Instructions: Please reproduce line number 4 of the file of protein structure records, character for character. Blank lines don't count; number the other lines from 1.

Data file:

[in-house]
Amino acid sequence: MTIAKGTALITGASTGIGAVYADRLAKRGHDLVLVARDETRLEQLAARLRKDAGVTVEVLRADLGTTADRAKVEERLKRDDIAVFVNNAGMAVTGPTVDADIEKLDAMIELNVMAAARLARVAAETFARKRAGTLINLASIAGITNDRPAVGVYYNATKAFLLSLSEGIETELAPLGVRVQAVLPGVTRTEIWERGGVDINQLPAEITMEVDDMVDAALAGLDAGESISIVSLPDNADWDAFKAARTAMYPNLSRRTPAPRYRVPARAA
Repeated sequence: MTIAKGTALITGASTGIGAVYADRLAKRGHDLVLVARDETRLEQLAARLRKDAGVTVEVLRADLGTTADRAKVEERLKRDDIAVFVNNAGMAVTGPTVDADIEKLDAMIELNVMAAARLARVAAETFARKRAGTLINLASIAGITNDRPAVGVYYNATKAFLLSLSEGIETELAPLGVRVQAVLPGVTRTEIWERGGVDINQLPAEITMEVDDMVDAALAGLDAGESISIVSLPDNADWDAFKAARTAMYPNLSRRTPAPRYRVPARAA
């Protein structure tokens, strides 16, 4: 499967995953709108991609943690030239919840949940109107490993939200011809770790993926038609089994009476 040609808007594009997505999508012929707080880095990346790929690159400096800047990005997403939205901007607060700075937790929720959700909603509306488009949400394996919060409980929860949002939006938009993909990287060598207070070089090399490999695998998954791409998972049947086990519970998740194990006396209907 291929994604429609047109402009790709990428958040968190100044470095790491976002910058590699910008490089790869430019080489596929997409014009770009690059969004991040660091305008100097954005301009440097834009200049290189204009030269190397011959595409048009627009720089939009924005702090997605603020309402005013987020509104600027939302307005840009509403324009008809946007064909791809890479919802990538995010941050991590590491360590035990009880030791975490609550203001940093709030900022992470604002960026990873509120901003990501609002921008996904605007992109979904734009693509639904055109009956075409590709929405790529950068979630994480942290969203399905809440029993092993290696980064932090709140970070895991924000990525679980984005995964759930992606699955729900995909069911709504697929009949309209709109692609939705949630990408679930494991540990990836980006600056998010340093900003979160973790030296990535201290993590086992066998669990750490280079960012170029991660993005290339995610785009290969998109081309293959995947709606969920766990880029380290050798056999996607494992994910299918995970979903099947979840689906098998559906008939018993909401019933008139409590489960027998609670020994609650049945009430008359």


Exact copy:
């Protein structure tokens, strides 16, 4: 499967995953709108991609943690030239919840949940109107490993939200011809770790993926038609089994009476 040609808007594009997505999508012929707080880095990346790929690159400096800047990005997403939205901007607060700075937790929720959700909603509306488009949400394996919060409980929860949002939006938009993909990287060598207070070089090399490999695998998954791409998972049947086990519970998740194990006396209907 291929994604429609047109402009790709990428958040968190100044470095790491976002910058590699910008490089790869430019080489596929997409014009770009690059969004991040660091305008100097954005301009440097834009200049290189204009030269190397011959595409048009627009720089939009924005702090997605603020309402005013987020509104600027939302307005840009509403324009008809946007064909791809890479919802990538995010941050991590590491360590035990009880030791975490609550203001940093709030900022992470604002960026990873509120901003990501609002921008996904605007992109979904734009693509639904055109009956075409590709929405790529950068979630994480942290969203399905809440029993092993290696980064932090709140970070895991924000990525679980984005995964759930992606699955729900995909069911709504697929009949309209709109692609939705949630990408679930494991540990990836980006600056998010340093900003979160973790030296990535201290993590086992066998669990750490280079960012170029991660993005290339995610785009290969998109081309293959995947709606969920766990880029380290050798056999996607494992994910299918995970979903099947979840689906098998559906008939018993909401019933008139409590489960027998609670020994609650049945009430008359």